Central Otago is more dependent on one single variety than any other region in New Zealand—and it isn’t Sauvignon blanc. They don’t even make Sauvignon blanc there.

Pinot Noir claims nearly 75% of the region’s vineyards with Pinot Gris coming in a far second place and Riesling behind it. This is also New Zealand’s only wine region with a continental climate, giving it more diurnal and seasonal temperature shifts than any other.

The subregion of Bannockburn has enjoyed the most success historically but the area’s exceptional growth has moved to the promising regions of Cromwell/Bendigo and Alexandra districts. Central Otago is known for its fruity and full-bodied Pinot noir. With the freedom to experiment here, growers and winemakers are easily exhibiting the area’s great potential.

Pinot Noir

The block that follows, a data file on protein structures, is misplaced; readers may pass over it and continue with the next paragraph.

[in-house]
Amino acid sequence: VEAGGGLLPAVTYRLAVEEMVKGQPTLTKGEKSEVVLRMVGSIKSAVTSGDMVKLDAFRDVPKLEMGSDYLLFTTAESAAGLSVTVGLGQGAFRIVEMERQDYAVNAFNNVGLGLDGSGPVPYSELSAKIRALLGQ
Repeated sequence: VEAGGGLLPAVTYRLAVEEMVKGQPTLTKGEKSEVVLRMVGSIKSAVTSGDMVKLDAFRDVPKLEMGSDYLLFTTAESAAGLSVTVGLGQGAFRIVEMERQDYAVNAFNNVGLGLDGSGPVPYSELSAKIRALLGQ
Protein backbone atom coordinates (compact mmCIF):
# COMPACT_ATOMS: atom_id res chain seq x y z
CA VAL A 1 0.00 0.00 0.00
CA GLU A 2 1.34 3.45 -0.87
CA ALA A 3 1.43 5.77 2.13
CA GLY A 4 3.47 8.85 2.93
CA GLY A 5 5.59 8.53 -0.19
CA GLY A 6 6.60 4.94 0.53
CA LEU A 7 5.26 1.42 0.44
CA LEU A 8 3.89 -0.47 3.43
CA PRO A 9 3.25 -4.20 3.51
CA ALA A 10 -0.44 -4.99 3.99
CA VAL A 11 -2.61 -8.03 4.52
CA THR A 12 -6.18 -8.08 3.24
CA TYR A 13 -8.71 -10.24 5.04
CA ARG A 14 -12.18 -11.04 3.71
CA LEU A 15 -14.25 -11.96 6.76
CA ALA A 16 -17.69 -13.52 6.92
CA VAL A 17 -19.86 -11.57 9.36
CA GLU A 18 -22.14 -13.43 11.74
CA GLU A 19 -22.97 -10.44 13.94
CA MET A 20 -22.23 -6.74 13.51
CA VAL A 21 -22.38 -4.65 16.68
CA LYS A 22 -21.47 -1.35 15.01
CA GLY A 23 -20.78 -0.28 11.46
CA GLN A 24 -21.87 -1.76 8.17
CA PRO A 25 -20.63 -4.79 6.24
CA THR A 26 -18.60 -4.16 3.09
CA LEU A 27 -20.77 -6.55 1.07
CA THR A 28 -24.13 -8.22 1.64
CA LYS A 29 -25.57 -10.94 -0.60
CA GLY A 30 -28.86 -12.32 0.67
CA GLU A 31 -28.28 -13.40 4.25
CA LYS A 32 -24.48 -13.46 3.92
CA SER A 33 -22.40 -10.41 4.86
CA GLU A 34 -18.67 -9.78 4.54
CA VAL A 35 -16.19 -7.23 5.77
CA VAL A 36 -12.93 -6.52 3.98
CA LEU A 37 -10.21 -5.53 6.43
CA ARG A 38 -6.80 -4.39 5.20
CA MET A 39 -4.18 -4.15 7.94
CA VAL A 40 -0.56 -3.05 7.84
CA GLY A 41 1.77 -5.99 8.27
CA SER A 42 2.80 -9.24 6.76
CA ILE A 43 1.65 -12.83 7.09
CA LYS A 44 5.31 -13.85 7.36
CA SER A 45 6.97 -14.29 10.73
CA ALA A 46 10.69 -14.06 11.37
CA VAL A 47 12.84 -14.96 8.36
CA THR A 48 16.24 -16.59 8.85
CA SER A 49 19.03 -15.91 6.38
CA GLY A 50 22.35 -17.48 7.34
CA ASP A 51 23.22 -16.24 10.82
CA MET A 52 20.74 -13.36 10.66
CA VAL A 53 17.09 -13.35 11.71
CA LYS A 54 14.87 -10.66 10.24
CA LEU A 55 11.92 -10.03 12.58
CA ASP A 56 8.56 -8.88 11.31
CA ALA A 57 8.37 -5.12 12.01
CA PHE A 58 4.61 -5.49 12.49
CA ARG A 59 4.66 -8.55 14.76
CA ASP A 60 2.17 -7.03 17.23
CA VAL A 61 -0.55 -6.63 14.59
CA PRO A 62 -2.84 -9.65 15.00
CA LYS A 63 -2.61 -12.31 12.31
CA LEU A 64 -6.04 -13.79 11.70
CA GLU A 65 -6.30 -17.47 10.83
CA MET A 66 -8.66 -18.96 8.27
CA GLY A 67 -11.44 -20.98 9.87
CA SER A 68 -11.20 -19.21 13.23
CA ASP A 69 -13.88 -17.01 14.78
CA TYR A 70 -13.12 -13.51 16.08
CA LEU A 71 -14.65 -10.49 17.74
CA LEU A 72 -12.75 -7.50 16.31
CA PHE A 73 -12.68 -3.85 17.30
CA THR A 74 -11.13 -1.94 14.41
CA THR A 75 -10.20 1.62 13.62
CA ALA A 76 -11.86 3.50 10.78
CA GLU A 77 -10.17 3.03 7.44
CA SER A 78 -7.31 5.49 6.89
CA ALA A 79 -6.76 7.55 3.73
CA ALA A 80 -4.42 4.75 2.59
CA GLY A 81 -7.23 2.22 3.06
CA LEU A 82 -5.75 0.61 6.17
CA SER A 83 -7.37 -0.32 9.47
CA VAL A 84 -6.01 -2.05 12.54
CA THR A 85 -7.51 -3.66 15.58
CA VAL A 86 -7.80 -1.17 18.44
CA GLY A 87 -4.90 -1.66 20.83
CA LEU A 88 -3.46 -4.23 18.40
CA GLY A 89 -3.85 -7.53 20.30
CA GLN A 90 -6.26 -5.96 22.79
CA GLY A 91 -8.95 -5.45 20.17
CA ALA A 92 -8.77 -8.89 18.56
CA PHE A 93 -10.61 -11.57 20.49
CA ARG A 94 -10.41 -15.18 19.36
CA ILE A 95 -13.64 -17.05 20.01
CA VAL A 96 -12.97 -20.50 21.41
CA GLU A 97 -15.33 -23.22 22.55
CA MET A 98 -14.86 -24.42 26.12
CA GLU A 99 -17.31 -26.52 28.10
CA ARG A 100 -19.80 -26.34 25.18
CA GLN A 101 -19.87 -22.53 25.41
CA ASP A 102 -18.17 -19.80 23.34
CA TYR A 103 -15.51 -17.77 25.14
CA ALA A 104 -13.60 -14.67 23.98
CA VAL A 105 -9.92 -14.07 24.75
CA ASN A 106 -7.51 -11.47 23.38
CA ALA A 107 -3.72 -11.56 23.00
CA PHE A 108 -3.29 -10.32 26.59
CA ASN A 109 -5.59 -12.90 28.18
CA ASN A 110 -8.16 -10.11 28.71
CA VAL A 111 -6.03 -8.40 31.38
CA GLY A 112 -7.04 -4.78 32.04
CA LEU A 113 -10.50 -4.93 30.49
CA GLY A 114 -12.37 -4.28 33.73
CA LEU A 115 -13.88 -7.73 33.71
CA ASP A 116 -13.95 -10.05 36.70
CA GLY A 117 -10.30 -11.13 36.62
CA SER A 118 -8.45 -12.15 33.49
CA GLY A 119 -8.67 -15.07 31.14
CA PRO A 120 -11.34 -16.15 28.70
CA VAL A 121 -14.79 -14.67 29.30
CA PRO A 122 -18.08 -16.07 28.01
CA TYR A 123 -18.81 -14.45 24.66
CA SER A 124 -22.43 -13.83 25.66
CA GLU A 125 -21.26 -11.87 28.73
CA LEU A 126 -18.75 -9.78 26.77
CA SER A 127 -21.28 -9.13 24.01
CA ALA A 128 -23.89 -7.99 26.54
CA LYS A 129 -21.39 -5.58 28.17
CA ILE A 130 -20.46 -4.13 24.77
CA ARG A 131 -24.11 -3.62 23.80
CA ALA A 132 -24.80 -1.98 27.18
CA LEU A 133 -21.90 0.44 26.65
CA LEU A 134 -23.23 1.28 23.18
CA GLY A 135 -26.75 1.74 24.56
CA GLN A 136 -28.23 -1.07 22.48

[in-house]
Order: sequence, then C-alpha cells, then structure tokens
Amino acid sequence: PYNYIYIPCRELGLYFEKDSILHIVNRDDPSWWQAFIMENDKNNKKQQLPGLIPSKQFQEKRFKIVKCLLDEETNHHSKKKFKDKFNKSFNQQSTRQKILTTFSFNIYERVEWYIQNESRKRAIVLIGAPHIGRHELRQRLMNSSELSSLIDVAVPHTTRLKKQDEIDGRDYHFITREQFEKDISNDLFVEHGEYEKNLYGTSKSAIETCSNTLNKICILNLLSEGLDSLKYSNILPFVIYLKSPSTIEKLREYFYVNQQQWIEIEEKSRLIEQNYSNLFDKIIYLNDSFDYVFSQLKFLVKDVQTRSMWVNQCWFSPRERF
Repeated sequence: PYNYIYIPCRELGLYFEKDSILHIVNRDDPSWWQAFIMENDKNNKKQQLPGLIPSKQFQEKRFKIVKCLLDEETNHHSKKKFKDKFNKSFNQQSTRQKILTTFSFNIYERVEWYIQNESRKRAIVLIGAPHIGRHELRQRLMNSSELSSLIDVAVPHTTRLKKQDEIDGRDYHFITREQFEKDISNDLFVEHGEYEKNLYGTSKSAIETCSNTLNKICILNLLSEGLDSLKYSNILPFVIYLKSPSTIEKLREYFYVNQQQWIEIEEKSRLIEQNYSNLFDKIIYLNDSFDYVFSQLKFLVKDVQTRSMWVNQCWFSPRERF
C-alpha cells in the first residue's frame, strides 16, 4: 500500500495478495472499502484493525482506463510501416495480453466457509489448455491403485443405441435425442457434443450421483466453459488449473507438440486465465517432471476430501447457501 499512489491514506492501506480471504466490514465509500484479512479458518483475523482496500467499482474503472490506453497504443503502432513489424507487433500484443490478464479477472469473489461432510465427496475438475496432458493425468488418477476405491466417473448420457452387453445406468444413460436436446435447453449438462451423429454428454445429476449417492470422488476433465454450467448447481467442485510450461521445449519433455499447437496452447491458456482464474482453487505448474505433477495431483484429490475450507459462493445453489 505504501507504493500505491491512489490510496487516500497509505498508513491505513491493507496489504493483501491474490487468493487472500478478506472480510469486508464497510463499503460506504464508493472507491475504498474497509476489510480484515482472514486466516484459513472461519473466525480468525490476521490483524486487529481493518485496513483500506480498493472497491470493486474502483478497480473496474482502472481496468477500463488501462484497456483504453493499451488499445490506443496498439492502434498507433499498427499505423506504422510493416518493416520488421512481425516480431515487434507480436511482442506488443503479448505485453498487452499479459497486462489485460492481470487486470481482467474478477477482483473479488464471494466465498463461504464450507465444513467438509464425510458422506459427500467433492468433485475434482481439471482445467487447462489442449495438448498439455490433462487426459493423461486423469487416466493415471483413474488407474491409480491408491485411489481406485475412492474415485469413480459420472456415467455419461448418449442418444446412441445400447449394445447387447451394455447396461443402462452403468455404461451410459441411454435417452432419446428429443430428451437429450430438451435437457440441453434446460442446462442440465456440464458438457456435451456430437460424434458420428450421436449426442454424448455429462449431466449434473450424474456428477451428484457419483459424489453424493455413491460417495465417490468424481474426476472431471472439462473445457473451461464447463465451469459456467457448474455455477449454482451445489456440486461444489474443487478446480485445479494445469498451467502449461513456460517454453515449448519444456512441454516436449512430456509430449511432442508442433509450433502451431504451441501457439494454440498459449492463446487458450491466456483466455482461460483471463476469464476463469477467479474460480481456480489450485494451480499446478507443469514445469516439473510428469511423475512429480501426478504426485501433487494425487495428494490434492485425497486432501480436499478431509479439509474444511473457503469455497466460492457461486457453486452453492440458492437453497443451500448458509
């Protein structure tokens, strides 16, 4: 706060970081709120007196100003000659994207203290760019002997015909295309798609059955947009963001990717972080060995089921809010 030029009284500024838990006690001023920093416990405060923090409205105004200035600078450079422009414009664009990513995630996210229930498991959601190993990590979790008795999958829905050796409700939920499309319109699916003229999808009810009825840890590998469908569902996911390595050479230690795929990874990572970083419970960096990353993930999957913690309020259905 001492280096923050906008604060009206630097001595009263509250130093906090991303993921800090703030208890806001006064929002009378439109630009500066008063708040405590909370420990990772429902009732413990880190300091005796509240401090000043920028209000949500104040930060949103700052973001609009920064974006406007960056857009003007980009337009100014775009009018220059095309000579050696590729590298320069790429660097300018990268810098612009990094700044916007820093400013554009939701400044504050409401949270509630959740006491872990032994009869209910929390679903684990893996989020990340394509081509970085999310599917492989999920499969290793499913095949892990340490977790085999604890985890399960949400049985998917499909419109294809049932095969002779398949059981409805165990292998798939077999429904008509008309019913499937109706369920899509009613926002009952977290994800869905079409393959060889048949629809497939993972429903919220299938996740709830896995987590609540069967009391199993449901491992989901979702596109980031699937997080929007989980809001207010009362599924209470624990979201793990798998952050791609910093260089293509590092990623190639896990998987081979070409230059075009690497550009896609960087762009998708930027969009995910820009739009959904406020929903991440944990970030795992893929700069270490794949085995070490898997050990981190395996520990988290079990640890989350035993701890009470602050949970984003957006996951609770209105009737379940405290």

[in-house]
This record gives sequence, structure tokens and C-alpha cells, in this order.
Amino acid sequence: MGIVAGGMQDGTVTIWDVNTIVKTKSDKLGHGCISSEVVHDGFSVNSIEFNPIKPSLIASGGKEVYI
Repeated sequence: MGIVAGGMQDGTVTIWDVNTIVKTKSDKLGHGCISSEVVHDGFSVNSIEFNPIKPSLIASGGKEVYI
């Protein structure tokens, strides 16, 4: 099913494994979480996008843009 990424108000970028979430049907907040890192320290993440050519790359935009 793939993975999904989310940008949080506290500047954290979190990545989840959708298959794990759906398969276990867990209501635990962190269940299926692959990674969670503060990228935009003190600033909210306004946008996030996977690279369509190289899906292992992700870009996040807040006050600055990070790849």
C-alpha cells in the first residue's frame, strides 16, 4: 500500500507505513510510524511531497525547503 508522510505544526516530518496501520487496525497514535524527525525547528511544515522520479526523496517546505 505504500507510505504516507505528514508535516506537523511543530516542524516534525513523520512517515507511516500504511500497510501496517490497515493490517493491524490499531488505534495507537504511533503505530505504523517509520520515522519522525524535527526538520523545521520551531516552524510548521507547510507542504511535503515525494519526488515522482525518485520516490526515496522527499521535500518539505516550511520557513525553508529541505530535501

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One of the most finicky yet rewarding grapes to grow, Pinot Noir is a labor of love for many. However, the greatest red wines of Burgundy prove that it is unquestionably worth the effort. In fact, it is the only red variety permitted in Burgundy. Highly reflective of its terroir, Pinot Noir prefers calcareous soils and a cool climate, requires low yields to achieve high quality and demands a lot of attention in the vineyard and winery. It retains even more glory as an important component of Champagne as well as on its own in France’s Loire Valley and Alsace regions. This sensational grape enjoys immense international success, most notably growing in Oregon, California and New Zealand with smaller amounts in Chile, Germany (as Spätburgunder) and Italy (as Pinot Nero).